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Advancing behavioural public policies: in pursuit of a more comprehensive concept

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Behavioural public policy is predominantly based on insights from behavioural economics and psychology in order to ‘nudge’ people to act in line with specific aims and to overcome the dilemma of behaviour that contradicts economic rationality. In contrast, we define behavioural public policy as a multi-disciplinary and multi-methodological concept that utilises insights from the whole range of behavioural research. Based on a scoping review and peer survey we see merit in behavioural insights from disciplines such as anthropology, geography and sociology as well as the application of qualitative methods. Our findings identify the need to advance behavioural public policy conceptually and methodologically. This article challenges our current understanding of behavioural policymaking by integrating ‘foreign’ views and approaches that do not (yet) belong to the core discipline. We argue that behavioural public policy should not be a synonym for a limited number of policy approaches (for example, nudges) based on specific research methods (for example, randomised control trials) to reach individual behaviour change. Instead, our findings suggest a redefinition of the scientific footing of behavioural public policy.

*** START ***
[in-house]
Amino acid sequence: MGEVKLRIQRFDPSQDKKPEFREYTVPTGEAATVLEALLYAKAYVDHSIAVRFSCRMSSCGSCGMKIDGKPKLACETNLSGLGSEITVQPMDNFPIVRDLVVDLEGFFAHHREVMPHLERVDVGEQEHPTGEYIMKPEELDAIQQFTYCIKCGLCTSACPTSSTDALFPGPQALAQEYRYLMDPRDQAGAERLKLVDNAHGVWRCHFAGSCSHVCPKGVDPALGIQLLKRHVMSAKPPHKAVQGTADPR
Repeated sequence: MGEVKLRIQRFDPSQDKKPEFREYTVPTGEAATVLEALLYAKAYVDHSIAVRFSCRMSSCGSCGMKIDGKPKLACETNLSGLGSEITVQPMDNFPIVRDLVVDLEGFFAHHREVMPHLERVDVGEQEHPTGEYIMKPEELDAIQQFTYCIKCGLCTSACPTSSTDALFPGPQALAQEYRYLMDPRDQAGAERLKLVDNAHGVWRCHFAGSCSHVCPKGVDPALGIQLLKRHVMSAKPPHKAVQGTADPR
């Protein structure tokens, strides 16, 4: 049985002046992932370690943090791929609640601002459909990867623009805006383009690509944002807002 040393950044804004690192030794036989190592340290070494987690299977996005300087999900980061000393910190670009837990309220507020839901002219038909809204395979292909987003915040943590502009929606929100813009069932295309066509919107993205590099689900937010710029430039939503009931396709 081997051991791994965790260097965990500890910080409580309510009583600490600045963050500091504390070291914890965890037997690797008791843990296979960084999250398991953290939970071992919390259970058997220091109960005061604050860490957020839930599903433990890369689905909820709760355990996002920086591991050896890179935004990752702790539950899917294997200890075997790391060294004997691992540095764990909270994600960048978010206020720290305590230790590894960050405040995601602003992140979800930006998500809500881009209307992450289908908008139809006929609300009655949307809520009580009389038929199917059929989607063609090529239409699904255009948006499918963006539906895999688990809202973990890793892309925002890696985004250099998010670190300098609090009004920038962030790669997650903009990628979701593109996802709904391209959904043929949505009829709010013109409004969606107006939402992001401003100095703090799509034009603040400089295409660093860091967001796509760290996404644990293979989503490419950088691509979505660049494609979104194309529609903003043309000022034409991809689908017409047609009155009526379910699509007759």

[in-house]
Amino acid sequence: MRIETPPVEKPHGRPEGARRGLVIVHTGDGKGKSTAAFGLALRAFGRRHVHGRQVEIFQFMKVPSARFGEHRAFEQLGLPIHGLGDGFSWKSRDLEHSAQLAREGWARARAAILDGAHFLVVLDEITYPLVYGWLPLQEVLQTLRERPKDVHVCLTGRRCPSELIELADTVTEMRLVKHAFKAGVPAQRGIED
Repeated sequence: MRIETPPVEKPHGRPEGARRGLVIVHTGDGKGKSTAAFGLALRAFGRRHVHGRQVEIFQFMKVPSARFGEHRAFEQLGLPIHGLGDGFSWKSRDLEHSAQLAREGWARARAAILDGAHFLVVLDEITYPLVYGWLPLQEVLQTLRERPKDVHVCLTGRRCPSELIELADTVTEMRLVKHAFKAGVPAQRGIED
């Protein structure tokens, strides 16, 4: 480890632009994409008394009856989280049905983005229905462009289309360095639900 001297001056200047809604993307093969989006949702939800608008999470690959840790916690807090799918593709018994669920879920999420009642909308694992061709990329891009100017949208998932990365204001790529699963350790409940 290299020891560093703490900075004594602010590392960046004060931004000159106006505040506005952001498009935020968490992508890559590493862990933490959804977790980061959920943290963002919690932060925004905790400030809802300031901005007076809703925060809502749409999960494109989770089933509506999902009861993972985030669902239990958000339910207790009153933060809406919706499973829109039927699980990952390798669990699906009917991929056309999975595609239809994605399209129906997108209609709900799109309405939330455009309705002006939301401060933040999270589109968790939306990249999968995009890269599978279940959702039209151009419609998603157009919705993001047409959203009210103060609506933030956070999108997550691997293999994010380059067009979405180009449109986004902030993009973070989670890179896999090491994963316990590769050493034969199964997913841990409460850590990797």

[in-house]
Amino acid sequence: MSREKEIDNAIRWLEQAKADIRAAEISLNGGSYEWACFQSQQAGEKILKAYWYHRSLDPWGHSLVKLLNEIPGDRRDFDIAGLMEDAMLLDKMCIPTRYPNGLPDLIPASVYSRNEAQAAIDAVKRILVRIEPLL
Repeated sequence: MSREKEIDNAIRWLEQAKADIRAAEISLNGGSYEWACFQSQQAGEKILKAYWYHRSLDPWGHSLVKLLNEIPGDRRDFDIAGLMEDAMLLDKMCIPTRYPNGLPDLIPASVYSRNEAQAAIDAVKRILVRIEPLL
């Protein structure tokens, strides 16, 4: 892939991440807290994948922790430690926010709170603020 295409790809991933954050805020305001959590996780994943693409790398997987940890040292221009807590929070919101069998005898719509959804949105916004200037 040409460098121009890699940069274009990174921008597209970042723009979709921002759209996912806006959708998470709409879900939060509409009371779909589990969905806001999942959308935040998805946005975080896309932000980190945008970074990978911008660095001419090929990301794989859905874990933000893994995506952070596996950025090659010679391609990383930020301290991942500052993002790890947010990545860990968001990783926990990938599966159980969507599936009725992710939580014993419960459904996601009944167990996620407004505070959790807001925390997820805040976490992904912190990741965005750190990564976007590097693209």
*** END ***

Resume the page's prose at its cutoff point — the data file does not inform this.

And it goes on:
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Keywords: behavioural insights; behavioural public policy; multi-disciplinary; nudge; policymaking; scoping review; social science

Document Type: Research Article

Affiliations: 1: Fulda University of Applied Sciences, Germany 2: FernUniversität in Hagen, Germany

Publication date: January 2021

This article was made available online on July 7, 2020 as a Fast Track article with title: "Advancing behavioural public policies: in pursuit of a more comprehensive concept".

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